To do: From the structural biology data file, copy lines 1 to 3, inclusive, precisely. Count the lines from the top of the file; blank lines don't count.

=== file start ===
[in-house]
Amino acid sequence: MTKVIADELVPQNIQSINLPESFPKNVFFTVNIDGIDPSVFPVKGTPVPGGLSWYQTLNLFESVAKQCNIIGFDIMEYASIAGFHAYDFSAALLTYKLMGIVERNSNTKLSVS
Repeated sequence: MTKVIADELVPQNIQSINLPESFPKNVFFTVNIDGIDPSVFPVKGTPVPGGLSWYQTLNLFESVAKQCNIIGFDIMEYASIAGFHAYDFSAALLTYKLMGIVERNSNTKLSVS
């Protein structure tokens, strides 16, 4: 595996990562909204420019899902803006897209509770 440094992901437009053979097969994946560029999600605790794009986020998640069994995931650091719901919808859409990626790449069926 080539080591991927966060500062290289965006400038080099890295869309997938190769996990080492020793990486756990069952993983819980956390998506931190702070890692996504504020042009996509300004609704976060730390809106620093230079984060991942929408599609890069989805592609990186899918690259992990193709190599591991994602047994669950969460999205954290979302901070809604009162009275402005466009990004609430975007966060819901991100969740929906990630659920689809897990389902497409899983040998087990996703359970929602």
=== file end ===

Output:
[in-house]
Amino acid sequence: MTKVIADELVPQNIQSINLPESFPKNVFFTVNIDGIDPSVFPVKGTPVPGGLSWYQTLNLFESVAKQCNIIGFDIMEYASIAGFHAYDFSAALLTYKLMGIVERNSNTKLSVS
Repeated sequence: MTKVIADELVPQNIQSINLPESFPKNVFFTVNIDGIDPSVFPVKGTPVPGGLSWYQTLNLFESVAKQCNIIGFDIMEYASIAGFHAYDFSAALLTYKLMGIVERNSNTKLSVS